May 22, 2024

John Came sees mysterious 90s electronic experimentation ‘Rhythmicon’ album reissued on Mute

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Releasing on the 8th of September via Mute is John Came’s “Rhythmicon” album. The album, conceptually designed, sees Came utilising computer software and synthesisers, shrouded in enigma since its original pre-web launch in July 1995.

The comprehensive – obviously fake – biography of John Came portrayed him as an artist born in London, who emigrated to Australia seeking improved life conditions, then returned to the UK, and ultimately found inspiration in the northern Scottish isles, cycling from Skye to London.

The Rhythmicon, also termed the Polyrhythmophone, was an electro-mechanical musical device, conceptualised and crafted by Leon Theremin for composer Henry Cowell. The instrument was designed to expose the relations between rhythms, pitches and the harmonic series. It employed a series of perforated rotating disks, akin to a Nipkow disk, to disrupt the light flow between bulbs and photoreceptors in alignment with the disk perforations. The resulting interrupted signals created oscillations that were interpreted as rhythms or tones, contingent on the speed of the disks. Though capable of generating both pitches and rhythms, it is often labelled the world’s inaugural drum machine.

Nick Cope, member of the electronic band Pnin, introduced Came to the instrument. Nick, possessing the Rhythmicon, decided to reverse the logic and deduce harmonic and melodic data from rhythmic information, and conversely.

By employing sound and theory, John Came articulated ideas through a sequence of illustrative films that showcased Came executing his compositions (in an arhythmic fashion) into a Rhythmicon simulacrum, hence producing the rhythmic data for the pieces.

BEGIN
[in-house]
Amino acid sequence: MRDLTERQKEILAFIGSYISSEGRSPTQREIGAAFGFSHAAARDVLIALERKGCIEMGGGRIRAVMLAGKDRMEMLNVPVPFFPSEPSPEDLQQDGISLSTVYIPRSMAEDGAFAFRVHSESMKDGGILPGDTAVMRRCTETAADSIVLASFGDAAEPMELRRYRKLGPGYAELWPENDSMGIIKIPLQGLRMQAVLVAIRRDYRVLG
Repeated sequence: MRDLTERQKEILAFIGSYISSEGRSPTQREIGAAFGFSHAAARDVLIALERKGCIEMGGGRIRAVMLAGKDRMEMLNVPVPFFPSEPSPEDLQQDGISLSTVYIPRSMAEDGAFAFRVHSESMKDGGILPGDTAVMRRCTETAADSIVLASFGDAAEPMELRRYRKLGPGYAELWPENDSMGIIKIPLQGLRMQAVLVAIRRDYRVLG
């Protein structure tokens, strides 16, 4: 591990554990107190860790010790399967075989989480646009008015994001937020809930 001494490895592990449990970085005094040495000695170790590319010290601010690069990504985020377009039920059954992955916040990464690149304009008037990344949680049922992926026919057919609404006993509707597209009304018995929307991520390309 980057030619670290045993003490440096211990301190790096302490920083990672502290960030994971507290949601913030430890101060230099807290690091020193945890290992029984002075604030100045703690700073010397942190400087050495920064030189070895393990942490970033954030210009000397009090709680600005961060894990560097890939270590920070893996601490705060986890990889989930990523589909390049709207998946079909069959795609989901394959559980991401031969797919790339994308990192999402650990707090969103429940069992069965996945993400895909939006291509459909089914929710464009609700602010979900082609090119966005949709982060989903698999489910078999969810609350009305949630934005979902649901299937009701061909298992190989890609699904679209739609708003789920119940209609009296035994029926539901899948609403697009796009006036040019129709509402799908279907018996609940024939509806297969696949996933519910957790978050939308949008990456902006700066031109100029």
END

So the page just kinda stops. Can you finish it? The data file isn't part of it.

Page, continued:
From this point, the rhythmic data of the pieces was translated into notes; subsequently, the two distinct threads of altered data were overlaid and fed into a computer capable of music notation/playing.

Who was John Came?

The identity of John Came was speculated upon, it was even suggested this could be a side-project for Alan Wilder, Vince Clarke or Daniel Miller.

There was an immediate conjecture that John Came was a pseudonym and his rhythmicon a product of the fertile creativity of an artist well-versed in electronic experimentation. Indeed, John Came was an alias, with the brains behind the concept being Simon Leonard and David Baker (known also as Komputer / Fortran 5 / I Start Counting), though the precise details concerning the instrumentation and the unusual album’s conception remain subject to speculation.

The album from John Came surfaced at a juncture when Leonard and Baker were transitioning from Fortran 5 to Komputer. In the current context, David Baker is diligently working on his solo endeavour, lonelyklown.

Here is the video for “Ink Tank”.

author avatar
Bernard - Side-Line Staff Chief editor
Bernard Van Isacker is the Chief Editor of Side-Line Magazine. With a career spanning more than two decades, Van Isacker has established himself as a respected figure in the darkwave scene.

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